So fast forward to just after the 1st round of Eliminations and waiting for the 2nd – I was about to throw in the towel and head home with two broke cars and call my end to the season. Doug Duell comes to my Trailer and says we need to drain and measure all of the fluid in the Thug’s transmission. I was convinced this was a waste of time – but Doug insisted and I gave in. We drained out 7 quarts of fluid. I had 5 quarts of sealed and 3/4 quart of unsealed fluid – so we put the 5 3/4 quarts in the car. Doug climbed in (I’m way to big to get in an out of cars in the trailer) and ran the car. I was convinced that it would leak in three or four days – but we decided to go to WNY after the race and if it leak we’d go home after the visit – if it didn’t we’d race.

In the second round of Elimination on Sunday, I lost, breaking out 9.999 on a 10.0 index

That knocked me down from 5th to 6th.

Western New York – Hell Week Really Starts Now

We spent the night on the track, and left Monday morning. As I was pulling out I found I couldn’t get the generator started, had no electronic dash display, no power to the coach at all, and no dash AC. Tracing the electrical, I found one of four 120 amp breakers tripped. It would not stay reset.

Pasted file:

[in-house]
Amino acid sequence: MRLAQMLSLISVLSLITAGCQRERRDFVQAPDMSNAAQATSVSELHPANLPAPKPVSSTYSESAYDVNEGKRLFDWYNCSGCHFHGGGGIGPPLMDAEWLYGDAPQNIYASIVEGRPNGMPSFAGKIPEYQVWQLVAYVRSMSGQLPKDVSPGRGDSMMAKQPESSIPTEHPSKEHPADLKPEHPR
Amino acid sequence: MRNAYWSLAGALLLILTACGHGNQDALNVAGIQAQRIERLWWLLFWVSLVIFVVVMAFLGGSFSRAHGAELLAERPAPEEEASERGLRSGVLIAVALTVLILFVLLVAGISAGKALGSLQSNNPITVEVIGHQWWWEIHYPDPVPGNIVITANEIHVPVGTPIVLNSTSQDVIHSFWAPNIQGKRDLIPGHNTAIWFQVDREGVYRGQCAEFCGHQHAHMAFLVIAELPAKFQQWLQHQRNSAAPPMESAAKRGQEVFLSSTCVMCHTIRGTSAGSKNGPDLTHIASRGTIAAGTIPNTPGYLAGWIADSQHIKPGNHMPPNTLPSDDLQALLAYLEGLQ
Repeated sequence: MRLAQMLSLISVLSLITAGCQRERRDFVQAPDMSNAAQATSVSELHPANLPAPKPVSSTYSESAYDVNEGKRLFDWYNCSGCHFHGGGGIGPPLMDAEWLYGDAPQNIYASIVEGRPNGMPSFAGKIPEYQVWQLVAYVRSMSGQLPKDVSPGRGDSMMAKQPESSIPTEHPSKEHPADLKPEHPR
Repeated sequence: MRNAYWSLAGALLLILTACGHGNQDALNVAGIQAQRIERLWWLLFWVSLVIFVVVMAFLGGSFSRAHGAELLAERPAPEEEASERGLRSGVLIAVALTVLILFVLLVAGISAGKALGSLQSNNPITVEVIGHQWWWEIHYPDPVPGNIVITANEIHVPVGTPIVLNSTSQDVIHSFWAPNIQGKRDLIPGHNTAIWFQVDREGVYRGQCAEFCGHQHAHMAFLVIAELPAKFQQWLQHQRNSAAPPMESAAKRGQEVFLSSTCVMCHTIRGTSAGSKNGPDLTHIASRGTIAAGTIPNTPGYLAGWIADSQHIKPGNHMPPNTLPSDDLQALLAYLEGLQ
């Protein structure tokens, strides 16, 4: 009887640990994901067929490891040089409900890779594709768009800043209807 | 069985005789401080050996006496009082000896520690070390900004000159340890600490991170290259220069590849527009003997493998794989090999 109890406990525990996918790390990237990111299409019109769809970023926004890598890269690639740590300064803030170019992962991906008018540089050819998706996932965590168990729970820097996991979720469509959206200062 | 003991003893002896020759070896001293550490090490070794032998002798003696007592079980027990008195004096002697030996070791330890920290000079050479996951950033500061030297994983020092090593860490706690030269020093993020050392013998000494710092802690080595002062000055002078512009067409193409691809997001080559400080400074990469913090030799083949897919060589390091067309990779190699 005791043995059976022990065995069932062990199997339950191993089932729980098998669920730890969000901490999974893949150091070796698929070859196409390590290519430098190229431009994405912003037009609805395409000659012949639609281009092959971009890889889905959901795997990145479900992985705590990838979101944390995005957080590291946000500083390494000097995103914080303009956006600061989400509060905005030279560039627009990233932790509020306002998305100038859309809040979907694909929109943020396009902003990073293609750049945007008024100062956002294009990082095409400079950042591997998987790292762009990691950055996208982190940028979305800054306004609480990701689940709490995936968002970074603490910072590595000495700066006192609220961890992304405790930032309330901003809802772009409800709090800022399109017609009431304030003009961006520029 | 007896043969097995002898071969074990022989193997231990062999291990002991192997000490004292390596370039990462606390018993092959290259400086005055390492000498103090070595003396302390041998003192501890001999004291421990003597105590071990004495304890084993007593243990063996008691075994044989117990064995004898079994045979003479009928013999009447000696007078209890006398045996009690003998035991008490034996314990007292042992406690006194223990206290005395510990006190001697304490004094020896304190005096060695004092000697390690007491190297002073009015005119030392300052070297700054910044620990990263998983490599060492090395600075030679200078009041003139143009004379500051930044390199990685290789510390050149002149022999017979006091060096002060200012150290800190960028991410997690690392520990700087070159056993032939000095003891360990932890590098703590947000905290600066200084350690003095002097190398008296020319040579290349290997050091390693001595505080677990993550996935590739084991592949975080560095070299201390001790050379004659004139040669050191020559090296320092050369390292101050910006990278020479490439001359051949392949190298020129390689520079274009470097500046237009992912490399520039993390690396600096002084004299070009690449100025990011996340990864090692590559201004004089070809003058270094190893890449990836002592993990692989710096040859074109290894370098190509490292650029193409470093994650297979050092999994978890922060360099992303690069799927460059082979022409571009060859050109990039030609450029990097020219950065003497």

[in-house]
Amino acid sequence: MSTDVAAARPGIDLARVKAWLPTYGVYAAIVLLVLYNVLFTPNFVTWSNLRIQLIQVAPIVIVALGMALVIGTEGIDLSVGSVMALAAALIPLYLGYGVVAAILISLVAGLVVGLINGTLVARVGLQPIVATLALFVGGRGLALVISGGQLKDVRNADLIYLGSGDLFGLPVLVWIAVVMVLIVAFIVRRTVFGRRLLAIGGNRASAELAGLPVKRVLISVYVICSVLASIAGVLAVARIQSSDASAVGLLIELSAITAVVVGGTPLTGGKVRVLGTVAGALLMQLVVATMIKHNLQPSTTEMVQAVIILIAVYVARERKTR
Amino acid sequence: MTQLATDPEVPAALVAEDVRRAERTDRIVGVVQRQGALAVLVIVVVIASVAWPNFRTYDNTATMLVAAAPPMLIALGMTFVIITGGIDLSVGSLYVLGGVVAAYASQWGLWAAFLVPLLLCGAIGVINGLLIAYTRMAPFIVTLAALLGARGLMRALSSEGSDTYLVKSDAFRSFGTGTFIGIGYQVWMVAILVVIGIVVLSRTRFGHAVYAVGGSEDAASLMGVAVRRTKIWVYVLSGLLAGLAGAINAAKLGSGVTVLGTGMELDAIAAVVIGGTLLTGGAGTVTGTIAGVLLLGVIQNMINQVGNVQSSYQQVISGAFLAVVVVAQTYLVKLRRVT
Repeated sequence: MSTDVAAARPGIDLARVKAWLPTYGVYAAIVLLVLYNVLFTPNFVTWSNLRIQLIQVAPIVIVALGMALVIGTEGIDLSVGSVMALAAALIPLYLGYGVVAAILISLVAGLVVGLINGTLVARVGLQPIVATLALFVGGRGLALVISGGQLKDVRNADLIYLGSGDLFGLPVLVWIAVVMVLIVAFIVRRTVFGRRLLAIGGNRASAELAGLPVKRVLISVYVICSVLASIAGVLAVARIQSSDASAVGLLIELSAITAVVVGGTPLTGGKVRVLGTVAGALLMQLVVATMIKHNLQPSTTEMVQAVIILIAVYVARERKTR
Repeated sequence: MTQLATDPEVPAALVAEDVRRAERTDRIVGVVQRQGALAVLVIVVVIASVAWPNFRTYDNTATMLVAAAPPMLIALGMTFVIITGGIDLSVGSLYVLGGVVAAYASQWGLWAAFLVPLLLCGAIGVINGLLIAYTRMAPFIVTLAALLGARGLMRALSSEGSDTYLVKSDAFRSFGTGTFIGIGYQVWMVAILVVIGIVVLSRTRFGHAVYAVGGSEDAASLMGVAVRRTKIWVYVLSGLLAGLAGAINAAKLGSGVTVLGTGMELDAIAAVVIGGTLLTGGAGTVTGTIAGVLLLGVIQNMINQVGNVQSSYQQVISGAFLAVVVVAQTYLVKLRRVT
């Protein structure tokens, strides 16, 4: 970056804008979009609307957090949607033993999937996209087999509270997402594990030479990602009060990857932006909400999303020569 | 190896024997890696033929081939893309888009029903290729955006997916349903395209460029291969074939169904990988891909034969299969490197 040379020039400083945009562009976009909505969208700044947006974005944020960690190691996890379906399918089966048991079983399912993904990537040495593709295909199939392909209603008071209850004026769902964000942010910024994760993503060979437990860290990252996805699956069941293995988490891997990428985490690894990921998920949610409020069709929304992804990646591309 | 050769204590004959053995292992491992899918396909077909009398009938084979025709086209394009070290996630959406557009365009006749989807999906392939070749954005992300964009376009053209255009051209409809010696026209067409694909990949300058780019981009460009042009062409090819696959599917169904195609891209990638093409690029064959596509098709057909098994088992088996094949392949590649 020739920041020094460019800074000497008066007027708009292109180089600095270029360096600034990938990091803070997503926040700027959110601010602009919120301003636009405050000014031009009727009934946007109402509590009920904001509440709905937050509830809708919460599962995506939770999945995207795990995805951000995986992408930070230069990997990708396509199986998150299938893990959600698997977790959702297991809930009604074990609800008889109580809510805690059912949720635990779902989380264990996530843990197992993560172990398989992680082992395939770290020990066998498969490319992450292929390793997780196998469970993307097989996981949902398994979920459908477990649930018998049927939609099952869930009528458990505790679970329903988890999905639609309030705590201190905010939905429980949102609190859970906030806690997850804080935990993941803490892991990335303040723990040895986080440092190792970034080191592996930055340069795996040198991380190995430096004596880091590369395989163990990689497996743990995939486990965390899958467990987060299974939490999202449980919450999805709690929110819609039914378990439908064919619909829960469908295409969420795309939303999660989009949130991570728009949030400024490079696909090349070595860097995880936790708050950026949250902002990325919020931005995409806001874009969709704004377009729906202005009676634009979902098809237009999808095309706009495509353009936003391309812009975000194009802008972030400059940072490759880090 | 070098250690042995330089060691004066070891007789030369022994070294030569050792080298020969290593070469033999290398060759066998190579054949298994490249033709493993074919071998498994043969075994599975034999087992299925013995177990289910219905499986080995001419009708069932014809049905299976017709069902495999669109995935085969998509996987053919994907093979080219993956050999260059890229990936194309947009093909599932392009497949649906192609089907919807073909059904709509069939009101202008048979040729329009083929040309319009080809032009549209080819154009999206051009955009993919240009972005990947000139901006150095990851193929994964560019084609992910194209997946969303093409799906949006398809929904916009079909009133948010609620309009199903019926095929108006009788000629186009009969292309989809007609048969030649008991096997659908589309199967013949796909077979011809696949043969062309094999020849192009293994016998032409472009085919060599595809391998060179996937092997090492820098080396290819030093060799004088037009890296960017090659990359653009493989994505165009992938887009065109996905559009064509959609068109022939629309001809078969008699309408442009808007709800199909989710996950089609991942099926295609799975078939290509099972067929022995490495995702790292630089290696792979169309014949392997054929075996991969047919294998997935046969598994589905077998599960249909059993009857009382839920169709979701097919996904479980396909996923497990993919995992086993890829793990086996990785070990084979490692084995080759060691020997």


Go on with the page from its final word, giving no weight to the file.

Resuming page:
We drove the 330 miles to Deb’ sisters without anything but engine power on a very hot day. We arrived in the late afternoon and I quickly rented a car to start looking for this circuit breaker. I tried RV sellers, hardware stores, auto parts stores, boat stores etc. No luck. Back at my Outlaws I ordered one on Amazon, which claimed to be delivered the next day. I changed the address to my in-laws and clicked buy – then was told to expect 7-10 days. I searched further and found one promised 3-5 days and bought that one too. I searched on-line for anyone with 200 miles selling it – and found its made or uber-rare Unobtainium. I posted on Fascistbook my issue and received a few leads that didn’t pan out. A racing bud said he’d call his vendor in the morning and see if they’d overnight.